FILE- This May 2, 2017, file photo, shows the corporate signage on the headquarters building of The New York Times in New York. The New York Times Co. reports earnings Thursday, May 3, 2018. (AP Photo/Bebeto Matthews, File)
We’ve found out lately that some at the New York Times have trouble with math.
Remember when a member of the New York Times editorial board, Mara Gay, thought that if Mike Bloomberg spent $300 million on his campaign, he could have given a million dollars to each American instead?
Now the New York Times appears to have an issue with statistics, too.
Peter Baker is the chief White House correspondent for The New York Times and an MSNBC analyst. He also has married media, too — he’s the “proud husband of Susan Glasser of the New Yorker and CNN.”
But Peter apparently either didn’t study statistics or skipped out when they started talking about things like “per capita” because here was his take on a graph about Wuhan coronavirus deaths in various countries.
This chart of coronavirus deaths indicates that the US is doing about as badly as Iran and much worse than Japan and South Korea. https://t.co/3cbOBu1aVj
— Peter Baker (@peterbakernyt) March 23, 2020
Of course, the point of his interpretation? That U.S. is doing badly, as “badly as Iran and much worse than Japan and South Korea.”
But it that true? Not really.
It's not appropriate to compare countries based on cumulative deaths. Compare per million or 100,000 or whatever metric. https://t.co/6trNqOEuOM
— Chuck Ross (@ChuckRossDC) March 23, 2020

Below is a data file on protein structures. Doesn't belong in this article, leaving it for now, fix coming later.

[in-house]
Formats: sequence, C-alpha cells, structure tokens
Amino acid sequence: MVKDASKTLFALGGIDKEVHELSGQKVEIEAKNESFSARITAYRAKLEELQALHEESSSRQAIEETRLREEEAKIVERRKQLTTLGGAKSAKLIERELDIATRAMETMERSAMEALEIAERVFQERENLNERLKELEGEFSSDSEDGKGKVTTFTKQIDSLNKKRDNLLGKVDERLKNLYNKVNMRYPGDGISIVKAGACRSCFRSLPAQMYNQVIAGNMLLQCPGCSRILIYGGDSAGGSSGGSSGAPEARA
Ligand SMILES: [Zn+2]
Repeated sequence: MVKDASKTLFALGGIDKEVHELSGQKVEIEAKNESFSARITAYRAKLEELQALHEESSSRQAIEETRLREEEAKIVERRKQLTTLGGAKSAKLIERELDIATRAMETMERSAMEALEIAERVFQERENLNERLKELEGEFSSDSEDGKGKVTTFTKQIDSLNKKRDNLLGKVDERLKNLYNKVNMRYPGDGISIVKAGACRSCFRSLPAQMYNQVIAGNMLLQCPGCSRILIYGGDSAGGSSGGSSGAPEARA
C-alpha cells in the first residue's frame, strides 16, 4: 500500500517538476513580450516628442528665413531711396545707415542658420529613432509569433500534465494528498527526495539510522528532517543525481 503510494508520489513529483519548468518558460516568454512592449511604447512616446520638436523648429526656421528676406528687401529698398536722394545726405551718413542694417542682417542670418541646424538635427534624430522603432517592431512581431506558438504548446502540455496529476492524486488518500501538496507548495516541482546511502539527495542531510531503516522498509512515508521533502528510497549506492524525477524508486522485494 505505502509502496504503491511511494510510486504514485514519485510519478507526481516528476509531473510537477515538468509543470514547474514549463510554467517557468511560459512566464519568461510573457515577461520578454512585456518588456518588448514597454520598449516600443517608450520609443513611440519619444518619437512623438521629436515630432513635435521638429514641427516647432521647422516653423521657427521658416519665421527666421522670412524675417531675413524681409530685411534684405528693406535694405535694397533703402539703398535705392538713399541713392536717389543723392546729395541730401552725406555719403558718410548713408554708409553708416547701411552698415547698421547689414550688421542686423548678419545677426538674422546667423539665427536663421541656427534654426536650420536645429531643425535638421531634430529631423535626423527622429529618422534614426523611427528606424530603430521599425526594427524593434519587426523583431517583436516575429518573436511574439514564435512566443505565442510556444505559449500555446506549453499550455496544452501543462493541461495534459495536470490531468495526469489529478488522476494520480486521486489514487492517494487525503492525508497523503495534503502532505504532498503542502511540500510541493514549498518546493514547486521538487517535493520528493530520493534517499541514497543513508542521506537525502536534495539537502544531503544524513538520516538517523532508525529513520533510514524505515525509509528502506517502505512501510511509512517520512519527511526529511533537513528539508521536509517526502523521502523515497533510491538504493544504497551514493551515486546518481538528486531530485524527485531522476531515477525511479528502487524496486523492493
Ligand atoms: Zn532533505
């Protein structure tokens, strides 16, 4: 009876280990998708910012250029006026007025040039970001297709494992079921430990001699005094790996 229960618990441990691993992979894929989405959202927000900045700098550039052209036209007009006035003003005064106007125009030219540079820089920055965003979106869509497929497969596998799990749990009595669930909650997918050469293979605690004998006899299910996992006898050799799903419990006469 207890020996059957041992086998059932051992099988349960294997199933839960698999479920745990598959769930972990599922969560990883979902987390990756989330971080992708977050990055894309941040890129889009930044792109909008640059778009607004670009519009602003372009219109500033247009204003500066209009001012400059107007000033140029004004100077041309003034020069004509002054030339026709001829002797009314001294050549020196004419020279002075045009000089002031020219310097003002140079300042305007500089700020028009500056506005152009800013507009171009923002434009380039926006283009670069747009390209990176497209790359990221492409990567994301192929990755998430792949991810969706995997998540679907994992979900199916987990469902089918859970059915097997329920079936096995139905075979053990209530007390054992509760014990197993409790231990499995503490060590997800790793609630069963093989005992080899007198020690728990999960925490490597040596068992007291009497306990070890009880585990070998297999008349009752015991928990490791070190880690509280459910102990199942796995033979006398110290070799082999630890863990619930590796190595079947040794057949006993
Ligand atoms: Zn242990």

When you adjust it for population, it reveals a very different graph.
Not to mention, most misleading of all, it doesn’t factor in deaths per capita. pic.twitter.com/TBesKbrhSF
— Frank Hart (@FrankHartII) March 23, 2020
The United States has been close to South Korea, currently the gold standard for dealing with the virus, with a mortality rate compared to diagnosed cases of around 1.4 percent as of this writing, with South Korea at 1.3 percent. The rate is likely even lower and may be below 1 percent as the experts have postulated because there are likely more cases that are undiagnosed since for most people the virus is mild. Many might not even know they have it or ever get tested. The U.S. is actually ahead of South Korea when it comes to total cases per million population, with 2 deaths per million. Iran is much worse, with 295 cases per million and 23 deaths per million.
Baker claimed we were doing as “badly as Iran.” But Iran’s death rate is 7.7 percent, ours is 1.4. That’s a huge difference in our favor.
The worst death rate so far (assuming the figures are correct from places like China) is Italy with a death rate of almost 10 percent.
Baker was blasted on Twitter for tweeting out the chart and not accounting for population.
Now, I get that the idea here is always to run things down to make the Orange Man look bad. And we’ve seen manipulation in headlines from the New York Times as we reported on Sunday, whose headline evolved to be more forgiving to Democrats blocking a virus relief bill for Americans.
But when you’re supposed to be informing people, comparing countries by just looking at cumulative deaths without accounting for over-diagnosed cases and/or not adjusting for population is misleading. But then, if you did that, it wouldn’t be stoking fear as much or hyping up people to hate the Orange Man.